Tree deaths have more than doubled in the western U.S. in the past 20-30 years, and the culprit is climate change, according to a paper published Friday in Science.
Warming has all kinds of consequences for species ranges. Changes in temperature can narrow a species’ range or move it latitudinally through changes in average yearly temperatures and alterations of the growing or reproductive seasons. In the case of trees, other factors mitigated by climate change, such as bark beetles or forest fires, are often blamed for the most tree mortality.
In this paper, the researchers collected historical data for more than 6,000 trees dating back to the 1920s. Areas covered in this paper include the Pacific Northwest, California, Idaho, Colorado and Arizona. The researchers say continued climate change alone at current rates will cause a 50 percent reduction in the average tree age in forests, trigger a potential reduction in average tree size and make many forests vulnerable to abrupt dieback.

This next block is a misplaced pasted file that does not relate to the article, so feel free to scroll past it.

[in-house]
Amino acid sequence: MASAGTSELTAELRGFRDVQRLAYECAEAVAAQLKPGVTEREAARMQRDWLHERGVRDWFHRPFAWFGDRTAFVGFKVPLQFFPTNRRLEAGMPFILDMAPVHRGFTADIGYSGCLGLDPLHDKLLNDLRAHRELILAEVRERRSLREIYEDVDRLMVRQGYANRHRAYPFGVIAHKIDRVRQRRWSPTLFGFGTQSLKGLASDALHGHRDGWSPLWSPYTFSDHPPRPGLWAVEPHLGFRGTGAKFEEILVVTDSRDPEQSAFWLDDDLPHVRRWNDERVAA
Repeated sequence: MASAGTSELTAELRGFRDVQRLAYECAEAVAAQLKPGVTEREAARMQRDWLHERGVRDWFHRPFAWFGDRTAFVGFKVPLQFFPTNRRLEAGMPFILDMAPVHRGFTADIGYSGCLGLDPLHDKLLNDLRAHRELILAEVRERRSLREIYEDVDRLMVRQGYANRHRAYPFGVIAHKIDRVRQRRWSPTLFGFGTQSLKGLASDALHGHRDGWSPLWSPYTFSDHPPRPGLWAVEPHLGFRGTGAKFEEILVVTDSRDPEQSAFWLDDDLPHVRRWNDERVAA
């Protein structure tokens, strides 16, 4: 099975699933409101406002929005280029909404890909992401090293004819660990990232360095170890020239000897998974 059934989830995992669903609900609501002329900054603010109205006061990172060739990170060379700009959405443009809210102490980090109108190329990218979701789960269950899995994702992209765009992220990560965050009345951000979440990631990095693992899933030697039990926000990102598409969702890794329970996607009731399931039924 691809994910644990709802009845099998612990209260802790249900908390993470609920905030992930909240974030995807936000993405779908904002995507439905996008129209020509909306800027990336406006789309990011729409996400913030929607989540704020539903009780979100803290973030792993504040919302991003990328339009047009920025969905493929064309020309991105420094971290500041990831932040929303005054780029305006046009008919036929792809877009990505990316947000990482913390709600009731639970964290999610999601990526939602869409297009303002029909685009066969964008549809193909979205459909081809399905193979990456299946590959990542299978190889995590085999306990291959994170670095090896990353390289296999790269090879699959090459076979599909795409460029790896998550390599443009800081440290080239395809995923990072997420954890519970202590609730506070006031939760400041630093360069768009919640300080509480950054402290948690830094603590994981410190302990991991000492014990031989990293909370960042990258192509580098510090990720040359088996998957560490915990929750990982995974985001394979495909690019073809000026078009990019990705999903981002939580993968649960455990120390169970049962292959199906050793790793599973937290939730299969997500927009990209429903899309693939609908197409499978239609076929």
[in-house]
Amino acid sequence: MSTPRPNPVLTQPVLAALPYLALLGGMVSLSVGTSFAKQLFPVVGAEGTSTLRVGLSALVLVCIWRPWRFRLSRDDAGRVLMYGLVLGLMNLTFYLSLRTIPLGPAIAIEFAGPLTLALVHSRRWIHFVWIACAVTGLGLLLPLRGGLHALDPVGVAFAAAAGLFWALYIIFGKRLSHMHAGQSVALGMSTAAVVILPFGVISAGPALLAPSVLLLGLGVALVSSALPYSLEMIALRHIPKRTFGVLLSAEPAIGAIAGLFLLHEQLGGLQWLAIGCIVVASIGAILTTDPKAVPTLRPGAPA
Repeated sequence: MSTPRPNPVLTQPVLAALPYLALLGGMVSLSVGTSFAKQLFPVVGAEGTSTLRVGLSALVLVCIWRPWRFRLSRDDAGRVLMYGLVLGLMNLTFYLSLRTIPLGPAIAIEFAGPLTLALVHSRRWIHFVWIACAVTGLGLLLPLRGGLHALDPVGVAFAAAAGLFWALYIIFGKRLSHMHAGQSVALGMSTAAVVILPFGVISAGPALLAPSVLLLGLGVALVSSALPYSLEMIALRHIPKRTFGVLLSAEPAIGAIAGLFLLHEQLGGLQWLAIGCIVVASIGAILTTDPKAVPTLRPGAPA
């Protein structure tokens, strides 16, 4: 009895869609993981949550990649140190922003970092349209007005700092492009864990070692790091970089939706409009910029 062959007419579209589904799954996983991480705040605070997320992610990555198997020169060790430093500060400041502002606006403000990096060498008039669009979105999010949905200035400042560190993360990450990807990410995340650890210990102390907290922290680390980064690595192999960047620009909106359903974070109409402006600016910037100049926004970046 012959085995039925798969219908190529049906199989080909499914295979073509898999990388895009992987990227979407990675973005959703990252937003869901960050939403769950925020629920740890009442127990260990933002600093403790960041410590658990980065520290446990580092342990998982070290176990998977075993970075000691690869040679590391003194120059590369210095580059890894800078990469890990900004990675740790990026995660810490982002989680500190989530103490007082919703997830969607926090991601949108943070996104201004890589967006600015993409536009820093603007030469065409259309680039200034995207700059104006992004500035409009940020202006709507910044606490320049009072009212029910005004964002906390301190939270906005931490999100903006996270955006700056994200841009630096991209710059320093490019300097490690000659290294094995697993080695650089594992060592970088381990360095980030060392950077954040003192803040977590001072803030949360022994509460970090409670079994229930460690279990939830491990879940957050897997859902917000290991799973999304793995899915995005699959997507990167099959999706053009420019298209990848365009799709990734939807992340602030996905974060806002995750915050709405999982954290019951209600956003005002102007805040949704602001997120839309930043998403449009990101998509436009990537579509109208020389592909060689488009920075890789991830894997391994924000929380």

ESA member Nathan Stephenson, a researcher at the USGS Western Ecological Research Center and a corresponding author on the paper, thinks that in some cases, increasing tree deaths could indicate forests vulnerable to sudden, extensive die-back, similar to die-back seen over the last few years in parts of the southwestern states, Colorado, and British Columbia.
“That may be our biggest concern,” he said in a press release from the USGS. “Is the trend we’re seeing a prelude to bigger, more abrupt changes to our forests?”